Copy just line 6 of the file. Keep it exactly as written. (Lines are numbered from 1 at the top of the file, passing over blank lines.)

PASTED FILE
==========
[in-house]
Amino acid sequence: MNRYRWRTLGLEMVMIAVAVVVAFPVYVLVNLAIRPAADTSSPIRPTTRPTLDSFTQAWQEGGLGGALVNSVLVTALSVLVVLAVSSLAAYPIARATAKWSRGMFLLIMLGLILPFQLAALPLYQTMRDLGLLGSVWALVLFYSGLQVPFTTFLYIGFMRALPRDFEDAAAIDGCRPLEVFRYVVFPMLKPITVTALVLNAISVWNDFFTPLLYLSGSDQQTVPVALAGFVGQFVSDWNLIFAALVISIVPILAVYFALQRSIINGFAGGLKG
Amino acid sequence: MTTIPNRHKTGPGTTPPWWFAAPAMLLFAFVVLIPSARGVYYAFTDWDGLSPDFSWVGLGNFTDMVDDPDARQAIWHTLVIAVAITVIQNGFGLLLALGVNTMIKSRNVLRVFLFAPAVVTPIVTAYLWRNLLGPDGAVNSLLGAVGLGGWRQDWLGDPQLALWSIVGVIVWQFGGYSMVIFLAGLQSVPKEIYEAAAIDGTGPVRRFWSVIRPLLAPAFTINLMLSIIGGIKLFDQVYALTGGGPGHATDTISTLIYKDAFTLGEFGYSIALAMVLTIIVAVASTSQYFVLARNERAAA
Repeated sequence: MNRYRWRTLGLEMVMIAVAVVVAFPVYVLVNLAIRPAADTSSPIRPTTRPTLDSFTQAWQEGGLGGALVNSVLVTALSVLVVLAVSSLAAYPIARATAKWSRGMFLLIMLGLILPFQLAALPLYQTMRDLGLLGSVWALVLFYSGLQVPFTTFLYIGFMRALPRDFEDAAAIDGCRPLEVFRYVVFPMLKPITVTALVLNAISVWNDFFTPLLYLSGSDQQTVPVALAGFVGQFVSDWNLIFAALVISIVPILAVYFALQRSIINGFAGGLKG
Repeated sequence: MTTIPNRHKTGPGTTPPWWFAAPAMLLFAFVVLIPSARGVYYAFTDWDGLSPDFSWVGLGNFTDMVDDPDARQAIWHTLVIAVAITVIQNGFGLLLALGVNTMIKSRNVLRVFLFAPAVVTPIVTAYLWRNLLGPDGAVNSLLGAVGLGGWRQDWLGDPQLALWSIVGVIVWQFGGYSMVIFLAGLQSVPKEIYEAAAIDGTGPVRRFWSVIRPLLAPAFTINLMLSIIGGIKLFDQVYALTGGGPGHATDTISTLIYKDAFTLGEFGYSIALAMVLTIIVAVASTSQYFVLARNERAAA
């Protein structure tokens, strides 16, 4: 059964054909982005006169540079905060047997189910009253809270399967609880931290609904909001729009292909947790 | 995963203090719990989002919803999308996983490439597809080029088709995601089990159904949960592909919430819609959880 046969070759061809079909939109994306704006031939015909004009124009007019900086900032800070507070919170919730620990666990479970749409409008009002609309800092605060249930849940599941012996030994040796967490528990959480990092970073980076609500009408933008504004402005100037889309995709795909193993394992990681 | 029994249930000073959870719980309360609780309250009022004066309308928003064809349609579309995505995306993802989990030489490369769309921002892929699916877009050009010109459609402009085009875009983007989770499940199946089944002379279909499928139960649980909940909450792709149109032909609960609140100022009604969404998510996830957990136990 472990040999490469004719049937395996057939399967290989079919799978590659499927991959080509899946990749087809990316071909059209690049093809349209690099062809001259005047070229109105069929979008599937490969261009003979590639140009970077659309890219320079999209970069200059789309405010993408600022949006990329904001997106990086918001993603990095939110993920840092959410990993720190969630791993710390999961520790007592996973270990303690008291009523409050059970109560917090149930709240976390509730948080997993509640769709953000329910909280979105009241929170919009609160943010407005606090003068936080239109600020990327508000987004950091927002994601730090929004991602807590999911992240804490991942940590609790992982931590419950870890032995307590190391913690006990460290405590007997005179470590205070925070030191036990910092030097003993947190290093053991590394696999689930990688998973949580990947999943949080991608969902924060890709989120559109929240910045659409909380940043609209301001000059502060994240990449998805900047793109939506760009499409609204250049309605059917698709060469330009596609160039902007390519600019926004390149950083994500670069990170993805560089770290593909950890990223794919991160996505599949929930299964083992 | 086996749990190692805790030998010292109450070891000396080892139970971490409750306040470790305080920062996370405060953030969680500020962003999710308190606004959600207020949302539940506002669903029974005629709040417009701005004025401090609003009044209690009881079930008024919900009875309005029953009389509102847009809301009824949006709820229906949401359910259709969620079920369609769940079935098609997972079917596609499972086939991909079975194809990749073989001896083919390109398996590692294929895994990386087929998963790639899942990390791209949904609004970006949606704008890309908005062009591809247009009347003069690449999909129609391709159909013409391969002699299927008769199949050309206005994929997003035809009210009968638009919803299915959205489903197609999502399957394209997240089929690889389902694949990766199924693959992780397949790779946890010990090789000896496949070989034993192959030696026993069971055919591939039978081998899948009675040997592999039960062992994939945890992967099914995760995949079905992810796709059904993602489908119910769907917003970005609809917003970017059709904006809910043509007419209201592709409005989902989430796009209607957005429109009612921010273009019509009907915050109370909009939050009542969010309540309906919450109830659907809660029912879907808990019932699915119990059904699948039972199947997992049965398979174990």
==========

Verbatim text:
């Protein structure tokens, strides 16, 4: 059964054909982005006169540079905060047997189910009253809270399967609880931290609904909001729009292909947790 | 995963203090719990989002919803999308996983490439597809080029088709995601089990159904949960592909919430819609959880 046969070759061809079909939109994306704006031939015909004009124009007019900086900032800070507070919170919730620990666990479970749409409008009002609309800092605060249930849940599941012996030994040796967490528990959480990092970073980076609500009408933008504004402005100037889309995709795909193993394992990681 | 029994249930000073959870719980309360609780309250009022004066309308928003064809349609579309995505995306993802989990030489490369769309921002892929699916877009050009010109459609402009085009875009983007989770499940199946089944002379279909499928139960649980909940909450792709149109032909609960609140100022009604969404998510996830957990136990 472990040999490469004719049937395996057939399967290989079919799978590659499927991959080509899946990749087809990316071909059209690049093809349209690099062809001259005047070229109105069929979008599937490969261009003979590639140009970077659309890219320079999209970069200059789309405010993408600022949006990329904001997106990086918001993603990095939110993920840092959410990993720190969630791993710390999961520790007592996973270990303690008291009523409050059970109560917090149930709240976390509730948080997993509640769709953000329910909280979105009241929170919009609160943010407005606090003068936080239109600020990327508000987004950091927002994601730090929004991602807590999911992240804490991942940590609790992982931590419950870890032995307590190391913690006990460290405590007997005179470590205070925070030191036990910092030097003993947190290093053991590394696999689930990688998973949580990947999943949080991608969902924060890709989120559109929240910045659409909380940043609209301001000059502060994240990449998805900047793109939506760009499409609204250049309605059917698709060469330009596609160039902007390519600019926004390149950083994500670069990170993805560089770290593909950890990223794919991160996505599949929930299964083992 | 086996749990190692805790030998010292109450070891000396080892139970971490409750306040470790305080920062996370405060953030969680500020962003999710308190606004959600207020949302539940506002669903029974005629709040417009701005004025401090609003009044209690009881079930008024919900009875309005029953009389509102847009809301009824949006709820229906949401359910259709969620079920369609769940079935098609997972079917596609499972086939991909079975194809990749073989001896083919390109398996590692294929895994990386087929998963790639899942990390791209949904609004970006949606704008890309908005062009591809247009009347003069690449999909129609391709159909013409391969002699299927008769199949050309206005994929997003035809009210009968638009919803299915959205489903197609999502399957394209997240089929690889389902694949990766199924693959992780397949790779946890010990090789000896496949070989034993192959030696026993069971055919591939039978081998899948009675040997592999039960062992994939945890992967099914995760995949079905992810796709059904993602489908119910769907917003970005609809917003970017059709904006809910043509007419209201592709409005989902989430796009209607957005429109009612921010273009019509009907915050109370909009939050009542969010309540309906919450109830659907809660029912879907808990019932699915119990059904699948039972199947997992049965398979174990």